Here’s the high speed rail vision: 800 miles of track eventually connecting San Diego and Los Angeles to Sacramento and San Francisco at speeds of up to 220 miles an hour.
Just how much faster is that than the current passenger trains like these at Sacramento’s Amtrak station?
Amtrak says some passenger trains on the east coast can go up to 150 miles an hour. But here in California, trains top out at 79 miles an hour. That’s because federal regulations limit the speed of passenger trains that share track with freight trains. High-speed rail would have its own track, so it could go much faster.
Phil Garlington of Lodi rides Amtrak once a month. He’s says it’s about time for a project like this:
“You know, In Europe they have them all over the place – they work great. And here it’s kind of spotty. Amtrak is basically like third world rail – you know, it gets there when it gets there.
But other train travelers – like Dave Kennedy of San Diego say it’s a good idea – just not right now:
“Considering the state of the economy in California, I think We’re too far in debt to begin with and it’s just not the right time.”
The entire high speed rail project is expected to cost upwards of 40 billion dollars. But Prop. 1 A is only a ten billion dollar bond measure. It’s sort of like seed money. The rest is expected to come from private investors, federal and local funds. Medhi Morshed’s the Executive Director of the California High Speed Rail Authority. He’s asking voters to think big-picture:
“In ten years we may consider ourselves lucky if gas is only ten dollars a gallon, so the train is being planned not for today’s market, it is for the future.
Morshed says the project would create more than a half a million jobs. He says a high speed rail system would be like a new 12-lane freeway in terms of moving people around. And he says tickets at roughly 55 dollars each way between Los Angeles and San Francisco would be cheaper than flying or driving. Morshed says if California doesn’t invest in a high speed system now, the state could lose its competitive edge:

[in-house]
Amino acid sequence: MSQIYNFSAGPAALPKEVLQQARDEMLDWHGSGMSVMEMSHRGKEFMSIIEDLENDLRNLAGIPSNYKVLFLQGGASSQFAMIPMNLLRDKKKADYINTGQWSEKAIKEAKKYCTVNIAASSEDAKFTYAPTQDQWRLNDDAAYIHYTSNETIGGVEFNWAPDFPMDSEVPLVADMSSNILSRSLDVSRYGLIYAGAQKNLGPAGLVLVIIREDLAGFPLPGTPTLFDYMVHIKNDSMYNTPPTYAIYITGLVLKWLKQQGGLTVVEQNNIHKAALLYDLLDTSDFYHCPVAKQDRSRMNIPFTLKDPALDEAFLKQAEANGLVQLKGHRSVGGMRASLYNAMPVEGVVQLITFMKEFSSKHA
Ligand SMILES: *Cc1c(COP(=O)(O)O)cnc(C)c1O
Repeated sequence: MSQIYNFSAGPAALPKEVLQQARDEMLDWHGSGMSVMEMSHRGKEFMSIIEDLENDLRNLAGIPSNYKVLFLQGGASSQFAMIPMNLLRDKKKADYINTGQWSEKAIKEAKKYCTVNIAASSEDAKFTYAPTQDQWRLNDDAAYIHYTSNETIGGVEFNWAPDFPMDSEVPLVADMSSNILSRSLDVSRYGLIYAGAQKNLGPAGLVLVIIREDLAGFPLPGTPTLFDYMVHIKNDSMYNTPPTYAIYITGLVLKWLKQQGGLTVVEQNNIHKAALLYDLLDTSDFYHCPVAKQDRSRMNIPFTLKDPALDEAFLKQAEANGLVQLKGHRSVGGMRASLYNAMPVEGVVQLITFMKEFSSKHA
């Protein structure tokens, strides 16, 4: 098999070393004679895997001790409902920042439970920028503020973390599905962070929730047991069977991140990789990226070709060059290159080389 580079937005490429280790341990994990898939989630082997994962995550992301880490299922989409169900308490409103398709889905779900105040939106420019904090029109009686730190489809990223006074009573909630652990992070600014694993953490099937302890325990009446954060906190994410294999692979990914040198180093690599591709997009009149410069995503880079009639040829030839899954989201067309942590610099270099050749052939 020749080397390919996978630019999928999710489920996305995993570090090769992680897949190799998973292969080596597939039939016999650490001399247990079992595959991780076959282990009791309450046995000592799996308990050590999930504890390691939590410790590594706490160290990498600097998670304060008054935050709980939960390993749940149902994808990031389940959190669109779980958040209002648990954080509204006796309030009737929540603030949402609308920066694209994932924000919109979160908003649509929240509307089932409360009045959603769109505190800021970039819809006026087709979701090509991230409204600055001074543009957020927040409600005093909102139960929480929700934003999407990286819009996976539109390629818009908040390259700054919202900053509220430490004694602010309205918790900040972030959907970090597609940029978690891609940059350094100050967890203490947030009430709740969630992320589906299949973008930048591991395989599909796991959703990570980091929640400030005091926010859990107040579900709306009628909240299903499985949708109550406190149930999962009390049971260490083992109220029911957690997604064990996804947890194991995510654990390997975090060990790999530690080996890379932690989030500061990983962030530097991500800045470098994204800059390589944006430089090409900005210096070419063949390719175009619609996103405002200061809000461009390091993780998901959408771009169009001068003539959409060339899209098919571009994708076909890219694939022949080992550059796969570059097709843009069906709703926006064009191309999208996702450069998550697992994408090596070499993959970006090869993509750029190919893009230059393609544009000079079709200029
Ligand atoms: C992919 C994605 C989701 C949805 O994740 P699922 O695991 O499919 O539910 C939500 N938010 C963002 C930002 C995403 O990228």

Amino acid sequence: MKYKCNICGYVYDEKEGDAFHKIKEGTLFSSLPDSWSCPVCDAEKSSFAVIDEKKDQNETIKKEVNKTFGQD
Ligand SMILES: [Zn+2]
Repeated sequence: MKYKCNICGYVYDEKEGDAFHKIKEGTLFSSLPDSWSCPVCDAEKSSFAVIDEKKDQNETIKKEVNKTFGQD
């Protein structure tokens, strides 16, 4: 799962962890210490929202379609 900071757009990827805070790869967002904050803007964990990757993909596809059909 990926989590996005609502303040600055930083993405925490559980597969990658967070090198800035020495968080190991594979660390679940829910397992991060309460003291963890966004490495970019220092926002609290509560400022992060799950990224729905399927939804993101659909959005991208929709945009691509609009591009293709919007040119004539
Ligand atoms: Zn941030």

“We’re no longer going to dominate the market. The French and the Italians and the Spanish are going to eat our lunch because they’re going to have much better and more efficient transportation system.
Governor Schwarzenegger, who supports the project, has echoed that argument. The High Speed Rail Authority says the system would be fully operational by 2020, with 50 to 100 million passengers a year. But opponents say that estimate is much too rosy:
“That means every man, woman and child in California will have to ride this train twice.”
That’s John Coupal with the Howard Jarvis Taxpayers Association. He says the proposal’s not fully cooked: The final route’s not decided, it’s not clear that investors will get onboard, and the business plan hasn’t been turned in. Coupal’s group is suing the Authority for not turning in the plan by September first as required by law:
“Taxpayers are being essentially asked to step into the shoes as venture capitalists, cough up 9.9 billion dollars worth of capital without a business plan.
Richard Tolmach has also joined that lawsuit. He’s with
the California Rail Foundation – a group that has advocated for high speed rail in the past. But he says this time, taxpayer money would be better spent improving existing mass transit:
“To me, those are higher goals right now. They do more for people who are trying to get home to work, and they do more for the average Californian.”
The high speed rail bond has been a long time coming to the ballot. Lawmakers postponed it twice before. Now that voters are finally getting to weigh in, it’s unclear whether the spike in gas prices this year will be the motivating factor - or if the turbulent economic times have made voters leery of opening the state’s wallet any wider.